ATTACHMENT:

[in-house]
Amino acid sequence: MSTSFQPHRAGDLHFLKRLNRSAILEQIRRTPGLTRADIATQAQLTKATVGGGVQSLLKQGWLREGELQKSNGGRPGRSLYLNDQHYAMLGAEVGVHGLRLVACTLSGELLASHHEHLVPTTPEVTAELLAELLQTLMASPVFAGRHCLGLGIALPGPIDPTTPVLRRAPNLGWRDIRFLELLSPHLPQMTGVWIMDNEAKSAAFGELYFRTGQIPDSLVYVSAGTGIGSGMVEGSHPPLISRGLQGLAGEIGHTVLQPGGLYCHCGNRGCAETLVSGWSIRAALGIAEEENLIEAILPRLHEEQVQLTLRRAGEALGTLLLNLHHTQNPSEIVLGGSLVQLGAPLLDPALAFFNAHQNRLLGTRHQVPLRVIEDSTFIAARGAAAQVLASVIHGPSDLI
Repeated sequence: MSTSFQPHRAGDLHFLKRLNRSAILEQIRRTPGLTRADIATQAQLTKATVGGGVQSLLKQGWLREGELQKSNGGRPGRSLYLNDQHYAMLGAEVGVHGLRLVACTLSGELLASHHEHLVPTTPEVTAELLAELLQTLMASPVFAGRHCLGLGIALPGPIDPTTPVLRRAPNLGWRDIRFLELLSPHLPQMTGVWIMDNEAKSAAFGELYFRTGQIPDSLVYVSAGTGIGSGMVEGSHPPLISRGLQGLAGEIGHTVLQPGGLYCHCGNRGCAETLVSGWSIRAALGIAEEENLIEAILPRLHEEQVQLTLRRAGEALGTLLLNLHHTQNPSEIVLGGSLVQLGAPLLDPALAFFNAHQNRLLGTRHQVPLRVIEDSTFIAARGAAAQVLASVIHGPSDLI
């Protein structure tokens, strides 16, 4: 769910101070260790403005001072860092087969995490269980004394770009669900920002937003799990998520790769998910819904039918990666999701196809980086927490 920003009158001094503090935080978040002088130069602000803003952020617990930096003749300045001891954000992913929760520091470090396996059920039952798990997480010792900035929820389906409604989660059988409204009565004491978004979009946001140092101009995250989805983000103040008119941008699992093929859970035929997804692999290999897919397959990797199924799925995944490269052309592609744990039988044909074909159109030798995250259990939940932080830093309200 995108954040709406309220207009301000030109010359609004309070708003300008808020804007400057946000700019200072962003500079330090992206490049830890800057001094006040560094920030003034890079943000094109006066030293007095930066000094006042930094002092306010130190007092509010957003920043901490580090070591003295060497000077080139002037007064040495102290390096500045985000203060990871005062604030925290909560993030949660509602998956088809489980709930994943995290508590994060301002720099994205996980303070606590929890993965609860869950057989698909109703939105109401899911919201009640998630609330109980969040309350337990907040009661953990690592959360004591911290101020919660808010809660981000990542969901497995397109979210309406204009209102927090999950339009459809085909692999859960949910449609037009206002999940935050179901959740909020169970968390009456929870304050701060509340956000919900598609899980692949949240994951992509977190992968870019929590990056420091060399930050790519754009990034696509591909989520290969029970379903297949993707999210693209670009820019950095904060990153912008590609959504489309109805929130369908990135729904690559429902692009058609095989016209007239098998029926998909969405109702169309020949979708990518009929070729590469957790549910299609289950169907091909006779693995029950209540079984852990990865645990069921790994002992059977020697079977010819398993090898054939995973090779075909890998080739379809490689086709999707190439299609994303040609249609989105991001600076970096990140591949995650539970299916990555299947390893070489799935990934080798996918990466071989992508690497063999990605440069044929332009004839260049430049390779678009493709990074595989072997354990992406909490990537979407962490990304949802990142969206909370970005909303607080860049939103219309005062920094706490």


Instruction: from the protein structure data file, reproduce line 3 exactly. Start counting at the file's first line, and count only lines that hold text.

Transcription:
Repeated sequence: MSTSFQPHRAGDLHFLKRLNRSAILEQIRRTPGLTRADIATQAQLTKATVGGGVQSLLKQGWLREGELQKSNGGRPGRSLYLNDQHYAMLGAEVGVHGLRLVACTLSGELLASHHEHLVPTTPEVTAELLAELLQTLMASPVFAGRHCLGLGIALPGPIDPTTPVLRRAPNLGWRDIRFLELLSPHLPQMTGVWIMDNEAKSAAFGELYFRTGQIPDSLVYVSAGTGIGSGMVEGSHPPLISRGLQGLAGEIGHTVLQPGGLYCHCGNRGCAETLVSGWSIRAALGIAEEENLIEAILPRLHEEQVQLTLRRAGEALGTLLLNLHHTQNPSEIVLGGSLVQLGAPLLDPALAFFNAHQNRLLGTRHQVPLRVIEDSTFIAARGAAAQVLASVIHGPSDLI